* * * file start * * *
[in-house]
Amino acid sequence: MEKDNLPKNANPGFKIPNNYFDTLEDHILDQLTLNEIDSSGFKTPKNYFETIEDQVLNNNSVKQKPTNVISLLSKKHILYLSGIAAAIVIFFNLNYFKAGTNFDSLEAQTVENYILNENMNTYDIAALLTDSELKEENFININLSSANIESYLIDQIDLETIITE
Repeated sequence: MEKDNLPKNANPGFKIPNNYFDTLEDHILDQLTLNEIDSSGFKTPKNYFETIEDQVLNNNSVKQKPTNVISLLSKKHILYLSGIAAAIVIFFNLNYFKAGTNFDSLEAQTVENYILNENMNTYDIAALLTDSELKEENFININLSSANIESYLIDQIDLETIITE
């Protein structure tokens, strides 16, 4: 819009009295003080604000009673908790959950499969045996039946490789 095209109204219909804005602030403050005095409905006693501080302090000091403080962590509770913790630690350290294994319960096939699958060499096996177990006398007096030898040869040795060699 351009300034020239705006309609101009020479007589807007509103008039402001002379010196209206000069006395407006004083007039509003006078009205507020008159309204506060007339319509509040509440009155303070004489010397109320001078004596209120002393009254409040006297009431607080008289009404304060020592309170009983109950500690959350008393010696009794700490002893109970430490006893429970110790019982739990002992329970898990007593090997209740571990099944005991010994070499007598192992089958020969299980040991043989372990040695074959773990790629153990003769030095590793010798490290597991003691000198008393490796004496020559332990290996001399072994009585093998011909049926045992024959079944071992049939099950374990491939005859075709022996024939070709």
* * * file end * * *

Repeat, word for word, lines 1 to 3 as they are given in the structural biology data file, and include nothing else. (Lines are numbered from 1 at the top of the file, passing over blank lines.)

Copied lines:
[in-house]
Amino acid sequence: MEKDNLPKNANPGFKIPNNYFDTLEDHILDQLTLNEIDSSGFKTPKNYFETIEDQVLNNNSVKQKPTNVISLLSKKHILYLSGIAAAIVIFFNLNYFKAGTNFDSLEAQTVENYILNENMNTYDIAALLTDSELKEENFININLSSANIESYLIDQIDLETIITE
Repeated sequence: MEKDNLPKNANPGFKIPNNYFDTLEDHILDQLTLNEIDSSGFKTPKNYFETIEDQVLNNNSVKQKPTNVISLLSKKHILYLSGIAAAIVIFFNLNYFKAGTNFDSLEAQTVENYILNENMNTYDIAALLTDSELKEENFININLSSANIESYLIDQIDLETIITE